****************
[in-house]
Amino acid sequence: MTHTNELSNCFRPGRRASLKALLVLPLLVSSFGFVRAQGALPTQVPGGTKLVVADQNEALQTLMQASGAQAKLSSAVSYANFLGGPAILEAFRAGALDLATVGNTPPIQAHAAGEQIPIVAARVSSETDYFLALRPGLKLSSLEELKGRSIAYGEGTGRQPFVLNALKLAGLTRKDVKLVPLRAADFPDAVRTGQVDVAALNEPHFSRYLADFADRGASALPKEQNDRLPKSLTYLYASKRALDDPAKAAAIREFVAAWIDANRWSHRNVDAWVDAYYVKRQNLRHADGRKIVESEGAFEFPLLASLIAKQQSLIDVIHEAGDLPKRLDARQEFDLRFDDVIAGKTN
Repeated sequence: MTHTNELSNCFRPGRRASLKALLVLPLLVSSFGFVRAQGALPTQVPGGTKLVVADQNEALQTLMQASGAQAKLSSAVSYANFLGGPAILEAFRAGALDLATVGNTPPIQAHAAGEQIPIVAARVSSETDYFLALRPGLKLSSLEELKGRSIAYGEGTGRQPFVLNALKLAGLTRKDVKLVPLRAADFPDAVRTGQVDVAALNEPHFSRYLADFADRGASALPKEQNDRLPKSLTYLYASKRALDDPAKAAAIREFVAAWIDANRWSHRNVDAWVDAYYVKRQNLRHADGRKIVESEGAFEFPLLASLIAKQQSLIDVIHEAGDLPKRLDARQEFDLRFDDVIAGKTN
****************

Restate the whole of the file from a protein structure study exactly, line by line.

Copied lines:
[in-house]
Amino acid sequence: MTHTNELSNCFRPGRRASLKALLVLPLLVSSFGFVRAQGALPTQVPGGTKLVVADQNEALQTLMQASGAQAKLSSAVSYANFLGGPAILEAFRAGALDLATVGNTPPIQAHAAGEQIPIVAARVSSETDYFLALRPGLKLSSLEELKGRSIAYGEGTGRQPFVLNALKLAGLTRKDVKLVPLRAADFPDAVRTGQVDVAALNEPHFSRYLADFADRGASALPKEQNDRLPKSLTYLYASKRALDDPAKAAAIREFVAAWIDANRWSHRNVDAWVDAYYVKRQNLRHADGRKIVESEGAFEFPLLASLIAKQQSLIDVIHEAGDLPKRLDARQEFDLRFDDVIAGKTN
Repeated sequence: MTHTNELSNCFRPGRRASLKALLVLPLLVSSFGFVRAQGALPTQVPGGTKLVVADQNEALQTLMQASGAQAKLSSAVSYANFLGGPAILEAFRAGALDLATVGNTPPIQAHAAGEQIPIVAARVSSETDYFLALRPGLKLSSLEELKGRSIAYGEGTGRQPFVLNALKLAGLTRKDVKLVPLRAADFPDAVRTGQVDVAALNEPHFSRYLADFADRGASALPKEQNDRLPKSLTYLYASKRALDDPAKAAAIREFVAAWIDANRWSHRNVDAWVDAYYVKRQNLRHADGRKIVESEGAFEFPLLASLIAKQQSLIDVIHEAGDLPKRLDARQEFDLRFDDVIAGKTN